Fried, potato chips and French fries are a greater risk of acrylamide exposure than any other food.  One single ounce snack-sized bag of potato chips contains 20% of the maximum safe intake of dietary acrylamide as established by the EPA. Most people consume a lot more than one ounce.
Suggestion: Baked potato chips are safer with less oil.

3. Commercial potatoes contain high amounts of pesticides.

Potatoes are one of the “Dirty Dozen” group of twelve foods that contain the highest level of pesticides. You can avoid this in your own cooking by just buying or growing organic. As for potato products, assume that all potatoes not in your control (like those in French fries and chips) fall in the “dirty” category.

4. Most potatoes are monocultured
Although there are thousands of varieties of potatoes, most of the potatoes we eat are monocultured.
Monocultures destroy the genetic diversity of the planet and are susceptible to possible disease. The potato blight of the Irish was caused because they all ate a single species of potato which happened to be susceptible to a certain disease.

Suggestion: Look for colored potatoes; the insides have more nutrition.

Potatoes & Weight Gain

Many people are scared of potatoes because they are OBVIOUSLY a carbohydrate and as a culture we are now scared of carbohydrates because we all want to lose weight!

The truth is that a potato is MOSTLY water so if you don’t eat too many you will not take in too many carbohydrates or calories.

The second consideration is their high glycemic index, which is higher than white sugar, ranging from 80 – 110.  Again, potatoes are not that dense so the glycemic load from an average serving of potatoes is actually not more than any other carbohydrate.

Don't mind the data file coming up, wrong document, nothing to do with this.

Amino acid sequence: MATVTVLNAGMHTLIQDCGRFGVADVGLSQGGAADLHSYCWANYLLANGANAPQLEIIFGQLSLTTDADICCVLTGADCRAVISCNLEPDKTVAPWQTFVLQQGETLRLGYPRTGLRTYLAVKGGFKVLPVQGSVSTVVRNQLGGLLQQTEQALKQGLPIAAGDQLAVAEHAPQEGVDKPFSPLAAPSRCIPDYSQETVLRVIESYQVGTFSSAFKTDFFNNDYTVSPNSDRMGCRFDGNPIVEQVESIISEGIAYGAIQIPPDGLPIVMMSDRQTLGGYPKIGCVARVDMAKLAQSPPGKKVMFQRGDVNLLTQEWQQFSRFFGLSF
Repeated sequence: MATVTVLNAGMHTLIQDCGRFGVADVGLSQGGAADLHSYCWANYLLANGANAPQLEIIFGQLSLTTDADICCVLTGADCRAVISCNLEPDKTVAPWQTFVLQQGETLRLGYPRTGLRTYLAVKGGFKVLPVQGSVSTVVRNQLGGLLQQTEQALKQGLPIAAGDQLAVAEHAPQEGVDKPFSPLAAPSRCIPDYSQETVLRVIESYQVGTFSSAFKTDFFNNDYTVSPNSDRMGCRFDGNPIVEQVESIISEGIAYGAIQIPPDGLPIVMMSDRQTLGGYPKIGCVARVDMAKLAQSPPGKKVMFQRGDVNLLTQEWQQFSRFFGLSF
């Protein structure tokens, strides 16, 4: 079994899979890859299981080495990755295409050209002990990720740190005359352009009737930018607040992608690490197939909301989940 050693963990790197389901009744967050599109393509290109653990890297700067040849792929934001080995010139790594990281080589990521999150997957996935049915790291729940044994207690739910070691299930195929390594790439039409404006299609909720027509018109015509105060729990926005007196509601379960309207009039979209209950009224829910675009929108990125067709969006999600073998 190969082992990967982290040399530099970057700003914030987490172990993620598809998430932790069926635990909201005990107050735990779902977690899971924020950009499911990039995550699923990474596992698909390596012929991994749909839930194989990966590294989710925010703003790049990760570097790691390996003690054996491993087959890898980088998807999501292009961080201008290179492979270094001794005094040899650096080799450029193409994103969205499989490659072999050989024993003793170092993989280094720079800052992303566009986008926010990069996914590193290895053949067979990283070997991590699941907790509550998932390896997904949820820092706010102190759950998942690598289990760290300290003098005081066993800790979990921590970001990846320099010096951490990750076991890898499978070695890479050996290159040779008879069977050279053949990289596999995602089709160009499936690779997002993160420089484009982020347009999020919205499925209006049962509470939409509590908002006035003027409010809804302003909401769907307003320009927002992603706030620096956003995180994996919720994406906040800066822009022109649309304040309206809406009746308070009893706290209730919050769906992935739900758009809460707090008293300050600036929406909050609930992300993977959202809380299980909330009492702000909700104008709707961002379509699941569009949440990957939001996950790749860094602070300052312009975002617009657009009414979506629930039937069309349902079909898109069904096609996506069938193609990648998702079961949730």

The study that got me thinking about potatoes was a large population study of 120,887 people whose eating habits and weight gain was analyzed over four years.

The average of all types of potatoes for weight gain was more than any other food group studied, which included meat, processed meat, sugary beverages, sweets and desserts and dairy products.

This average was only high though because it contained the category of potato chips and French fries. The weight gain from boiled, baked, or mashed potatoes at (0.57 lb) was only a fraction compared to potato chips (1.69 lbs) and French fries (a whopping 3.35 lbs).

You didn’t need a study to tell you that potato chips and French fries are fattening. Many potato products are NOT a weight loss food like fruits & leafy vegetables but that just means you don’t overeat.

Potato Latkey Recipe

Tasty Potato Recipes

Creamy Potato Salad: Nothing but goodness, tastiness and lots of those resistant carbs.

Tangy Baby Potatoes: Direct from my friend in India.

Diana’s Potato Latkes: Made without eggs.

Written by Randy Fritz co-founder of Real Food For Life with Diana Herrington

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Black Bean & Sweet Potato Chili
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Christine Jones
Christine Jones7 months ago

I just love them. So versatile, cheap and tasty. What's not to love?

Jane C.
Jane C.1 years ago

I want homemade mashed potatoes as part of my last meal.

Val M.
Val M.2 years ago


Natasha Salgado
Natasha Salgado2 years ago

I looooooove potatoes in every possible way!

Michael H.
Mike H.2 years ago


Carole R.
Carole R.2 years ago

Who cares? Not me! I love'em! :0)

Leanne B.
Leanne B.2 years ago

I love potatoes and thanks for this post Diana.

GGma Sheila D.
GGmaSheila D.2 years ago

Absolutely love potatoes in any form, though haven't had potato chips, pan fried, or french fried for years. Now that Fall is here, I can indulge in my favorite homemade potato soup, with just a bit of grated cheese on top.

Karen H.
Karen H.2 years ago

good analyses - thanks.

Fred Hoekstra
Fred Hoekstra2 years ago

Thank you Diana, for Sharing this!